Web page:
Published on: 13 October 2022


The portico of Palazzo Strozzi has been in public use for over one hundred and fifty years but its 62 meters in length have been conceived from the beginning, in 1495, as a kind of filter.
Filter between the emptiness of the largest square in the Renaissance city, piazza Nova (today Ariostea), and the fullness of the buildings that would have been arranged on its sides. A filter that holds and attenuates, in fact also through the light, the impact of a clear wall, harmoniously closing the square.
Filter, in the sense of detachment, even between the two streets that precede and follow the portico, and which are not perfectly aligned with each other, one (via Palestro) called to connect the new city to the old one, and the other (via Borso ) to lead towards the timeless horizon of the Certosa monastery.
The slight inclination of the portico with respect to these streets allows a delicate perspective artifice so that, approaching and following it, you will always see the vanishing point change.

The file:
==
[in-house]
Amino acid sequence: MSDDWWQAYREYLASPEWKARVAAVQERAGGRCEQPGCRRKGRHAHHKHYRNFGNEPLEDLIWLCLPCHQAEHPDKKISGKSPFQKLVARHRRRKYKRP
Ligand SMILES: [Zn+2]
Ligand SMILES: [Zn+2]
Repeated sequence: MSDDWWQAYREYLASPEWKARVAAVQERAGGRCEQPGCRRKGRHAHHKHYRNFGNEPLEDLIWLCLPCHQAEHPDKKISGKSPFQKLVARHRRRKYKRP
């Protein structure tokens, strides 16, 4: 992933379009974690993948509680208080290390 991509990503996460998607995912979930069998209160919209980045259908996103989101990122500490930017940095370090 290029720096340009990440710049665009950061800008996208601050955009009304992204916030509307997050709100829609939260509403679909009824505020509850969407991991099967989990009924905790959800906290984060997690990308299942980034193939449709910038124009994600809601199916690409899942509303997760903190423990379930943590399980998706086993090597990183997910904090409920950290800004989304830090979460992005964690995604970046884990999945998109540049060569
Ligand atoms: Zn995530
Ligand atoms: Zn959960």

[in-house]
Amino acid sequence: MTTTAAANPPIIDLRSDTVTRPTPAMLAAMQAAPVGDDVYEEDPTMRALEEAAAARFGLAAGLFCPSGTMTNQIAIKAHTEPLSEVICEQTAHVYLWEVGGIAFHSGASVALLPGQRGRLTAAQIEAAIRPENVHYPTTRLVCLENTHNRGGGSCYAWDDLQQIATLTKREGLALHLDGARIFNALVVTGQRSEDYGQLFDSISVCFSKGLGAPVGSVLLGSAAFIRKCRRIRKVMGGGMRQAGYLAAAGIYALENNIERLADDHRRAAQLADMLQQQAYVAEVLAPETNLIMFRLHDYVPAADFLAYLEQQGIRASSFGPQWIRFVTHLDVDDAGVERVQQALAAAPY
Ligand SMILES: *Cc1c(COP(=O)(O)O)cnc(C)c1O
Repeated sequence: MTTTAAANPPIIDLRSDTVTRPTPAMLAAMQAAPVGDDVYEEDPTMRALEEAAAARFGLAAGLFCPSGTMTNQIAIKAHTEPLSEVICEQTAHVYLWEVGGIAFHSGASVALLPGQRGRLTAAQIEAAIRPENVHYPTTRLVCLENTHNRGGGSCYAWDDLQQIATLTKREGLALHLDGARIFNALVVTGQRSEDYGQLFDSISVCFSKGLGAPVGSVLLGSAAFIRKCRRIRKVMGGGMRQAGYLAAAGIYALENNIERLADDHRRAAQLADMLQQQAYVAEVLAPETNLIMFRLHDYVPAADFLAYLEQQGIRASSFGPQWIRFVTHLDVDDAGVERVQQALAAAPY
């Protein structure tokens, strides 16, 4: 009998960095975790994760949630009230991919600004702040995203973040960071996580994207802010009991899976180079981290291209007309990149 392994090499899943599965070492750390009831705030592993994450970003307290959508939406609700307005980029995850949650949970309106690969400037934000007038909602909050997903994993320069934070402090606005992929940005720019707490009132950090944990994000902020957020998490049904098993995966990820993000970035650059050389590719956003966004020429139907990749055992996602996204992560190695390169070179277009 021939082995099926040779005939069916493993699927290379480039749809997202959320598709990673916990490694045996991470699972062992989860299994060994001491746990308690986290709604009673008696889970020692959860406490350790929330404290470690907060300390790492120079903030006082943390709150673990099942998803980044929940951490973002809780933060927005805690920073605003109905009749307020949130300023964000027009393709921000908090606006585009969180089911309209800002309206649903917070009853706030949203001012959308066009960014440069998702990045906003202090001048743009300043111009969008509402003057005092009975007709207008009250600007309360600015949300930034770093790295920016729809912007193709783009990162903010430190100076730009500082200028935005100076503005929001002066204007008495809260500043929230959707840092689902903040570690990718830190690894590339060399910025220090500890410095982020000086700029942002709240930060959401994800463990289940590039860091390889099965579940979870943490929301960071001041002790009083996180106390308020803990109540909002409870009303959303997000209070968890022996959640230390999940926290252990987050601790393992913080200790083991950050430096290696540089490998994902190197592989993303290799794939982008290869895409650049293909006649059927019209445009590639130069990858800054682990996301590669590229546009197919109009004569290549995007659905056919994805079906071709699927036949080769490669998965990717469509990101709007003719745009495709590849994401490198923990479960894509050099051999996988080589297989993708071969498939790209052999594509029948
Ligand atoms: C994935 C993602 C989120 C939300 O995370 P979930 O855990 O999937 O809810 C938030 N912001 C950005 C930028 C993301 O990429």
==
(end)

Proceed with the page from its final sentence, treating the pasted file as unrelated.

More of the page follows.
The loggia extends in a sequence of 15 arches with wavy leaf capitals, and is part of the building originally built for the brothers Carlo and Camillo Strozzi, court dignitaries to whom Duke Ercole I d’Este had granted the land but not the faculty to build the building as they please. The portico, however private, was a prerequisite for looking out onto the square, inserted in the larger floor of the new city.
Today, instead, the tables of the various rooms follow one another, where from morning to evening the people of Ferrara stop happily for breakfast or an aperitif.